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Chorus frogs, peepers herald spring on Delmarva - March 13, 2012

Chances are, if you live on Delmarva, you started hearing frogs call within the last week or so. Low-lying, wet areas have been filled with the sound of music -- the music of frogs. Last week, I heard chorus frogs, first, after a warm day and a rain shower.

Chorus frogs have a distinctive call that sounds like running your fingernail across the teeth of a plastic comb. Then, a day or so later, I began to hear the "peep, peep, peep," of spring peepers, another common frog species on Delmarva.

Of course, when hundreds of these frogs are calling at once, it's difficult to pick out an individual "peep," from the cacophony. Many recognize the advertisement call of male spring peepers, chorus frogs, and others as a welcome sign of spring. Of the 20 species of frogs that can be found in Maryland, many of them are heard more often than they are seen. The distinctive calls of each species can confirm their presence even if you never lay eyes on one.

The diversity of species present can serve as testament to the quality of the habitat. With their thin, highly permeable, mucous-covered skin, amphibians, which spend part of their lives in water and part on land, are particularly sensitive to the slightest changes in the aquatic and terrestrial habitats in which they live.

They are considered biological indicators of the health of the environment. Worldwide declines in amphibian and reptile populations have been occurring at an accelerated rate over the past twenty years, raising concerns for their continued success and survival.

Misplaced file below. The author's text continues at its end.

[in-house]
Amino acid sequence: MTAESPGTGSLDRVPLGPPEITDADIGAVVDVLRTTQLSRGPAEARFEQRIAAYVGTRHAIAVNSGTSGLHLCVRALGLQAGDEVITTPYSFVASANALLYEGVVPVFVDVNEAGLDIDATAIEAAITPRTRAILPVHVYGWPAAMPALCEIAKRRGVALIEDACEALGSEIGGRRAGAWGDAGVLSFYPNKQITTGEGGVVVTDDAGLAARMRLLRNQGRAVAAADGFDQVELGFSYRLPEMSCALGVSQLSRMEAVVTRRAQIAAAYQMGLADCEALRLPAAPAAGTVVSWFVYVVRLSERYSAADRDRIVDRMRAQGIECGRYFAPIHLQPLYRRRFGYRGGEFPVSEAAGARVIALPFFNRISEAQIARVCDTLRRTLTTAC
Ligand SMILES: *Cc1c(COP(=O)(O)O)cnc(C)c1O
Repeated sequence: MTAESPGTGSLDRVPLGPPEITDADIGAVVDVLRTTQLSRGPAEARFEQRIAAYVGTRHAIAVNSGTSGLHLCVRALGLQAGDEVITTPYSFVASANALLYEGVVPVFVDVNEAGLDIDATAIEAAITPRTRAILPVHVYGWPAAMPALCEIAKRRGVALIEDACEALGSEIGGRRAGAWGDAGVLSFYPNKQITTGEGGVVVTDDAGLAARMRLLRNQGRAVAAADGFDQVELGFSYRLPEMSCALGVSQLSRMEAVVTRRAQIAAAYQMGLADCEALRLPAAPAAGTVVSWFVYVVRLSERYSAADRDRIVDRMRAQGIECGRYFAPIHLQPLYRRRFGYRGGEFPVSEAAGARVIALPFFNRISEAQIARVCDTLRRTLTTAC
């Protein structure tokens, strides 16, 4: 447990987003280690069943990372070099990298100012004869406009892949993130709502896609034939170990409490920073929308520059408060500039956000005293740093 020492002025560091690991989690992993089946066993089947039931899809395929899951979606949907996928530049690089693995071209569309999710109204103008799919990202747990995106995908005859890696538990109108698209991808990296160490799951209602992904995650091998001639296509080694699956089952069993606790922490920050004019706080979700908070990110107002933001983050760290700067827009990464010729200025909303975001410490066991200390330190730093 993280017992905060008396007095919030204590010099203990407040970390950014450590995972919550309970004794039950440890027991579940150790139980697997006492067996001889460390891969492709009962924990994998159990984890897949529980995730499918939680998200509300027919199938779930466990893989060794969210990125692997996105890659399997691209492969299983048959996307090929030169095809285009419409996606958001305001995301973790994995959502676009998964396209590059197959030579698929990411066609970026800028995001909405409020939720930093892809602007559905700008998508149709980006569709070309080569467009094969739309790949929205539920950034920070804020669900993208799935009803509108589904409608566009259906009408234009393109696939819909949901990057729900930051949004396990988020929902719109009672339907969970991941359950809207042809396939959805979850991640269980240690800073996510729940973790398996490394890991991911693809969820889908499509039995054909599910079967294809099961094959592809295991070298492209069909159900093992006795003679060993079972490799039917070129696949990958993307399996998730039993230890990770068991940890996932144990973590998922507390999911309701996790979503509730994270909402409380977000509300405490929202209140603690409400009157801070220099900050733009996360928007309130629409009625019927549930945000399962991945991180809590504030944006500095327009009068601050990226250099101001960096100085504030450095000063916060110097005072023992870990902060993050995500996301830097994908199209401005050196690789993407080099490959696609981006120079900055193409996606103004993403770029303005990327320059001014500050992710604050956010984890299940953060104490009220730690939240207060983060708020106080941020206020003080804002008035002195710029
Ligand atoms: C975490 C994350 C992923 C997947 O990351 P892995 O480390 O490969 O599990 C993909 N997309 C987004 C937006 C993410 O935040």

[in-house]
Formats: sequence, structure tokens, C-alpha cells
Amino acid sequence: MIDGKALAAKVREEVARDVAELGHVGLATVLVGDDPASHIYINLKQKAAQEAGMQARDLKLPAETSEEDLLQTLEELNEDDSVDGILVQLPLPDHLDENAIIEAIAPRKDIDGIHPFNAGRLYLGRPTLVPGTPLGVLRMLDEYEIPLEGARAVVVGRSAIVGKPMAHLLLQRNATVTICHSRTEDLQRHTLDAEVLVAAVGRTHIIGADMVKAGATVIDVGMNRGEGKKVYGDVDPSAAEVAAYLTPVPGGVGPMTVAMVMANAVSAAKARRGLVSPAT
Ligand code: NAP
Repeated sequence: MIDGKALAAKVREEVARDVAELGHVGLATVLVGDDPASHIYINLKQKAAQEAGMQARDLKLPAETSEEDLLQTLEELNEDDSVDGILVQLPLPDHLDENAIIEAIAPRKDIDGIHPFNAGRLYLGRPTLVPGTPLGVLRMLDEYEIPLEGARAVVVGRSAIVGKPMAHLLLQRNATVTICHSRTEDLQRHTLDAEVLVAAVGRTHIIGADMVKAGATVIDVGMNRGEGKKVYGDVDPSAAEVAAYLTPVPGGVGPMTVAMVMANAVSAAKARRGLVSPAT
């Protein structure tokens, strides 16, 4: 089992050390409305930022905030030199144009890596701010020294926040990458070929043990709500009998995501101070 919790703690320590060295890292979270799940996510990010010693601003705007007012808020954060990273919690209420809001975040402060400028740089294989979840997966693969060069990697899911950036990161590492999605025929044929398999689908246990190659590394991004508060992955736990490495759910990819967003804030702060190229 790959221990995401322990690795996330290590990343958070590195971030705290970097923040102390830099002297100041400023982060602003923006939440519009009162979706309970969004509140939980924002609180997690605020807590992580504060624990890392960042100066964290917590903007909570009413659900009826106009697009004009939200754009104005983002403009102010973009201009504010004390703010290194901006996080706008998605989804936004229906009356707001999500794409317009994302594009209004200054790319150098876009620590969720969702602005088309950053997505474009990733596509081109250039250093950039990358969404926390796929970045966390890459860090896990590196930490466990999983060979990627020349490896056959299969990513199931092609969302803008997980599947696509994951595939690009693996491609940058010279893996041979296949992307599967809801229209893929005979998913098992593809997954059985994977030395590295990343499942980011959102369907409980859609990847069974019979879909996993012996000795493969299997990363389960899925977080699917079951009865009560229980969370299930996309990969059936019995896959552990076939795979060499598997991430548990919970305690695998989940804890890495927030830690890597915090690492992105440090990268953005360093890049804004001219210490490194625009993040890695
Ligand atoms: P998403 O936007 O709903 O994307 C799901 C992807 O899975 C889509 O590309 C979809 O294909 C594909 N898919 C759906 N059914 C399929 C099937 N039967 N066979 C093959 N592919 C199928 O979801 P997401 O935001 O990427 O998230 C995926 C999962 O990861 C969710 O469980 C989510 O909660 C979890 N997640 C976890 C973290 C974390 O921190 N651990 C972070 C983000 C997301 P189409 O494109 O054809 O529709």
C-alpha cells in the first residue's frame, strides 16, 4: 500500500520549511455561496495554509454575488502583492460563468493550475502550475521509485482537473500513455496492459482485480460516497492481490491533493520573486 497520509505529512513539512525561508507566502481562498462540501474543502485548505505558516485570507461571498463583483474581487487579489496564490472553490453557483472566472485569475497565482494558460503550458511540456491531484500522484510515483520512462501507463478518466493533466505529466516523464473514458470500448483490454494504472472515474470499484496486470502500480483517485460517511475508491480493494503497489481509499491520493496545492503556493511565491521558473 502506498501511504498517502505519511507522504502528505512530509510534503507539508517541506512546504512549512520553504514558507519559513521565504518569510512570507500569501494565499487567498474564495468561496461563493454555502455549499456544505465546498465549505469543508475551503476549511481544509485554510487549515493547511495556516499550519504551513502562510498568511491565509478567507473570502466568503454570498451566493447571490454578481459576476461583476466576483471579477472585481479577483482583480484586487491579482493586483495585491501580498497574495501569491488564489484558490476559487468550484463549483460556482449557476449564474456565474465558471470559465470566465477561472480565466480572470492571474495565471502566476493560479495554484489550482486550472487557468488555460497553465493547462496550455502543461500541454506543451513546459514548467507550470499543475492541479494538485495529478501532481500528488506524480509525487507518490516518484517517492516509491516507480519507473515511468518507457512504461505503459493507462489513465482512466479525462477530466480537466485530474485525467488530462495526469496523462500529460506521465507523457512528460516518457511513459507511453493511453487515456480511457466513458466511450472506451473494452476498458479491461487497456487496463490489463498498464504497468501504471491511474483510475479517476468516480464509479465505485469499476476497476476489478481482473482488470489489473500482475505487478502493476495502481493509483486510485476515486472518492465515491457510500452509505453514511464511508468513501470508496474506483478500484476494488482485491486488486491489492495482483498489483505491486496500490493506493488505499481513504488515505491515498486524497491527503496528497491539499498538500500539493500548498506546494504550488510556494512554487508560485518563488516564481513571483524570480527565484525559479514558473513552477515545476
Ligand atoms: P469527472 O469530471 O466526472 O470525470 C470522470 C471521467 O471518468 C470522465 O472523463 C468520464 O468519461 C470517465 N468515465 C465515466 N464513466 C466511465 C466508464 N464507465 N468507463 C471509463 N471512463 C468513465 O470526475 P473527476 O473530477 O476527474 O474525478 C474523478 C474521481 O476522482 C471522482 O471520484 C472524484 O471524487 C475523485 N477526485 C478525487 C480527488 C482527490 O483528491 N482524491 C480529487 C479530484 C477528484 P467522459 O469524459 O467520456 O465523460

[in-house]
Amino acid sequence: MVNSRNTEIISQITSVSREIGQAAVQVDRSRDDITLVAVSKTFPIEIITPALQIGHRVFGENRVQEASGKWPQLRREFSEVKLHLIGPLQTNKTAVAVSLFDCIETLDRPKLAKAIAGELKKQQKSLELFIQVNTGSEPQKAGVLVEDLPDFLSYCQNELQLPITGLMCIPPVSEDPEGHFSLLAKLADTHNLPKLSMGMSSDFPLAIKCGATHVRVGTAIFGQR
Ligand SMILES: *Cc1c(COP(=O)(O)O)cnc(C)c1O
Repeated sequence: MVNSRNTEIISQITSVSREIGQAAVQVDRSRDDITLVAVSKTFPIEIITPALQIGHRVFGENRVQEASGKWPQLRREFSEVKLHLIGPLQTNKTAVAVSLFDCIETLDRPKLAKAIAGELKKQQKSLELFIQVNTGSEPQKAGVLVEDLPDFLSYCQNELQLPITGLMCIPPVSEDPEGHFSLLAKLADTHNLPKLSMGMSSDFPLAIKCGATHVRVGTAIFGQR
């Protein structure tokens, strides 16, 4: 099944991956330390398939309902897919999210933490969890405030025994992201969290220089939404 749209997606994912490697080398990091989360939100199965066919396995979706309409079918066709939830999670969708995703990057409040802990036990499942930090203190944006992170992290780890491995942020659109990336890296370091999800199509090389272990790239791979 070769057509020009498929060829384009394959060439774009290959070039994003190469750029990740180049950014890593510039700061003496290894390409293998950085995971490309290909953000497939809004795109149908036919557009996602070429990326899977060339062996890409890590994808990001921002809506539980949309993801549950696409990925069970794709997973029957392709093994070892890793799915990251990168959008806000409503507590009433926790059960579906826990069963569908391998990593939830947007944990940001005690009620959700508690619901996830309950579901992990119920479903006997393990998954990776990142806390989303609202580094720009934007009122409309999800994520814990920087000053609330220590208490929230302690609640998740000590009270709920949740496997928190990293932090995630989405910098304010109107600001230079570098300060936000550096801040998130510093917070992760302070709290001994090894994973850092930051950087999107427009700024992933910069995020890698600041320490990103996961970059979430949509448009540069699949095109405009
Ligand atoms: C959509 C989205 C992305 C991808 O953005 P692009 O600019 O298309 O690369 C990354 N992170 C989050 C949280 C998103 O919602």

The increasing challenges that amphibians face often result from human-induced causes including environmental pollution, habitat loss, introduced species, over-harvesting or collecting, and now, climate change.

According to Wildlife Diversity Ecologist Scott Smith at the Maryland Department of Natural Resources, "amphibians will be hit the hardest" by our changing climate.

"Hotter temperatures and potentially drier weather will create problems for all species that need to keep their skin moist. Also, for all amphibians that breed in seasonal wetlands (vernal pools, Delmarva bays, etc), the altered hydroperiods that we will see from more episodic precipitation events versus more steady regular seasonal rain will have negative impacts for all except perhaps toads, which really can exploit short-term wet areas," says Smith.

Species that feed on amphibians may also be impacted. As famed conservationist John Muir reminded us, "when we try to pick out anything by itself, we find it hitched to everything else in the Universe."

As a component of its Comprehensive Conservation Management Plan, the Maryland Coastal Bays Program has been helping to track frogs, other amphibians and reptile species -- collectively known as "herpetofauna" or "herptiles" -- for nearly 12 years.

Species accounts are recorded as part of a Lower Shore Herp Atlas project. The Lower Shore Herp Atlas is a collaborative effort between the Maryland Coastal Bays Program, Salisbury University and the University of Maryland Eastern Shore.

It is part of a five-year project organized by Maryland's Department of Natural Resources and the Natural History Society of Maryland to assess the distribution of amphibians and reptiles throughout the state of Maryland (

The Lower Shore effort is focused on Wicomico, Worcester and Somerset counties.

To learn more about species encountered while exploring locally, check out Amphibians and Reptiles of Delmarva, an informative and easy to use field guide written by local experts James and Amy White.

If you're interested in learning more about the Maryland Coastal Bays Program's efforts to monitor amphibian populations, or to get involved or submit photographs for identification, please contact us at

Carrie Samis is the education coordinator for the Maryland Coastal Bays Program.

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